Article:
What I find weird – and sorry to those of you who’ve read this from me before – is the big improvement in batting average, and the drop in walk rate. An improved walk rate might indicate a better approach at the plate, which would explain the increase in batting average, but Wilson’s walk rate has actually gotten worse.

There are players who put up extremely high batting averages and extremely tiny walk rates. But most of them tend to be slap hitters with lots of speed, like Alex Sanchez. Wilson can’t be called a slap hitter anymore. And while HWags and others at his site claim he’s a quick player, I don’t know why that quickness wouldn’t have translated to a high – or even average – BA in the past. And he’s never stolen many bases.

I’m skeptical. But let’s see if they’re right. Let’s look at some more numbers:
2003: K: 74. GB: 207. FB: 179. GB/FB: 1.16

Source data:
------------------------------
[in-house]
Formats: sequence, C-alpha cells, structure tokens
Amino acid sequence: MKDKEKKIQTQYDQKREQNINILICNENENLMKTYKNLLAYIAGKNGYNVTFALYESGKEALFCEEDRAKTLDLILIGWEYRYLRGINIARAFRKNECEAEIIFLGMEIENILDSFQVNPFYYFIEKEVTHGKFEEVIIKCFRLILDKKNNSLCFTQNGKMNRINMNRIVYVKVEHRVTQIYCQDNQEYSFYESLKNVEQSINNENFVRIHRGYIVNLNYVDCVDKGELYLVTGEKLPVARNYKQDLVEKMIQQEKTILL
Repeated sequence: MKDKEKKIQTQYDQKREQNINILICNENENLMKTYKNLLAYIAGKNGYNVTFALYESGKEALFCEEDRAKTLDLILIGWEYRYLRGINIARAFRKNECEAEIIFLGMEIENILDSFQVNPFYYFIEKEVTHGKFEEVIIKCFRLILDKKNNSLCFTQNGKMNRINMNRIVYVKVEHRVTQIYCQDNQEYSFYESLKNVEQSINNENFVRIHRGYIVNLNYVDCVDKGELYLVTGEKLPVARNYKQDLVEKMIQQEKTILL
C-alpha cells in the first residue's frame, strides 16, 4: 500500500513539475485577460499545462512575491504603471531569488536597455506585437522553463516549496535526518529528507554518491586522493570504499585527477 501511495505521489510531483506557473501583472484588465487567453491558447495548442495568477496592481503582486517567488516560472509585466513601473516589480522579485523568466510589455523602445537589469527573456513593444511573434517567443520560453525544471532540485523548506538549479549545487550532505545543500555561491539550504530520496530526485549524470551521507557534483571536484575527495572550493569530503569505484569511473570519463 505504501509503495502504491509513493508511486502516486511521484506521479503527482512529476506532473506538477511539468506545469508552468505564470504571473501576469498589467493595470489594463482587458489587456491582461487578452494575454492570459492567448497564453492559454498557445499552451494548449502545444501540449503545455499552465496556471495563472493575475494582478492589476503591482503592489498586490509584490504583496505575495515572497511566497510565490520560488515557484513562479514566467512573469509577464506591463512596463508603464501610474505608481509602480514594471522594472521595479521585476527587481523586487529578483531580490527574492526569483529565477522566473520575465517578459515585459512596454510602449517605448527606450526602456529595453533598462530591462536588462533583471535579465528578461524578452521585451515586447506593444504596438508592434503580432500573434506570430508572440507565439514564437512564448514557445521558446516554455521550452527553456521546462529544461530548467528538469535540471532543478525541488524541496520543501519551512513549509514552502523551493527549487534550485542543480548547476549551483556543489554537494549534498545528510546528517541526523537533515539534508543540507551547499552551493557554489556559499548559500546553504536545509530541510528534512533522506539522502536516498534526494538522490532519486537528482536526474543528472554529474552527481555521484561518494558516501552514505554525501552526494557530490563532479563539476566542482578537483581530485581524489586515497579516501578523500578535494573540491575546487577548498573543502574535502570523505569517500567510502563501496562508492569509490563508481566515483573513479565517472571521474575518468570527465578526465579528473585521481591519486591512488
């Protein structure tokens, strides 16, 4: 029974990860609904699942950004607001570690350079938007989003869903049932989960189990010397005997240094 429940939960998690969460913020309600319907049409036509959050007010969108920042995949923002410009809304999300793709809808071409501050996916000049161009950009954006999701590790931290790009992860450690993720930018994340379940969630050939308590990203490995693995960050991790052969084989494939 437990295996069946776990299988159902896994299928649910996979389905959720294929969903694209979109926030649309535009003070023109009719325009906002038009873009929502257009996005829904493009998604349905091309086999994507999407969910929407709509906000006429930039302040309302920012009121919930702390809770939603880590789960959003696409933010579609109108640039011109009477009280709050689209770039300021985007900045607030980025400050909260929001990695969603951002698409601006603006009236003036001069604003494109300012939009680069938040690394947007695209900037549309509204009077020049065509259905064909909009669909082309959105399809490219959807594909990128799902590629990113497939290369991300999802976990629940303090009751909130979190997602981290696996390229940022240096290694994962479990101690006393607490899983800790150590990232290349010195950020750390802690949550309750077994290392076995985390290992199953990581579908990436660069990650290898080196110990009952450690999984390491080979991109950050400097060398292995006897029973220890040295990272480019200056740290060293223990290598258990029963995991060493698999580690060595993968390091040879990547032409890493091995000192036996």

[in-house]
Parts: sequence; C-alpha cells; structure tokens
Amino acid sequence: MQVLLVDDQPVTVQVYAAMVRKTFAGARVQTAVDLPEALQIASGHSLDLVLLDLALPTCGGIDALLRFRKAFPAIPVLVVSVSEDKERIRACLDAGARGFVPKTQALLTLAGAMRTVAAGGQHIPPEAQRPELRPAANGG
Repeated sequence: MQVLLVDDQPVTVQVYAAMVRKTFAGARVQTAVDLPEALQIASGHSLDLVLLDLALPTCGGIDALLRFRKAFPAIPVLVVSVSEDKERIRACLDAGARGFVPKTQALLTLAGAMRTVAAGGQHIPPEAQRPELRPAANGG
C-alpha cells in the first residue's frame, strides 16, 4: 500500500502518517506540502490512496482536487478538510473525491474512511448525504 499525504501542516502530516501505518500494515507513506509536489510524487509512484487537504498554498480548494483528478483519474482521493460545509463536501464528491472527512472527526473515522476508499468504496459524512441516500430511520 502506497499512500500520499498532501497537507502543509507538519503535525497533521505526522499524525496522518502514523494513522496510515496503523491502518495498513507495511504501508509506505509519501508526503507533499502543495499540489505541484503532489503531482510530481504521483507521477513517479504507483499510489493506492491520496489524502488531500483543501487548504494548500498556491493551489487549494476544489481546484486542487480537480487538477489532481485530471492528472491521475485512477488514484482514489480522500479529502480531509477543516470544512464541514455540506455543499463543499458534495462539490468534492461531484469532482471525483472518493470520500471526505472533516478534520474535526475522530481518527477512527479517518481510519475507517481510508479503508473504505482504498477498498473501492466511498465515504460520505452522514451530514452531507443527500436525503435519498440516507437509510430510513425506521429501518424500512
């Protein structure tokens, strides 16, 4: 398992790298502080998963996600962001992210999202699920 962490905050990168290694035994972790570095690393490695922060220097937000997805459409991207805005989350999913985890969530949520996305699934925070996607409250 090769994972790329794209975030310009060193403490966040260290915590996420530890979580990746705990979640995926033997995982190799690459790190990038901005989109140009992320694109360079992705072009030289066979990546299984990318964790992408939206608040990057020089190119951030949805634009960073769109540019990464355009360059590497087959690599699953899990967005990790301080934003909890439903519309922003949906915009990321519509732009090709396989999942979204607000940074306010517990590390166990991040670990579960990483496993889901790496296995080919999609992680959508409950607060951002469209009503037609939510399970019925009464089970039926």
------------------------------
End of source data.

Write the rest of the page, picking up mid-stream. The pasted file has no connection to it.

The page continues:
2004: K: 48. GB: 176. FB: 142. GB/FB: 1.24

These GB/FB ratios, which come from ESPN, don’t seem to include line drives since, according to MLB.com, Wilson has had 139 flyball outs this year (compared to 142 flyballs).

Wilson has hit groundballs and flyballs in fairly similar proportions to his number of at-bats both years. So it doesn’t appear that he’s tried to slap the ball more this year to get more infield hits. And since speed isn’t a skill that suddenly appears in players who didn’t have it before, it seems unlikely that his increase in batting average has much to do with his speed.

More numbers: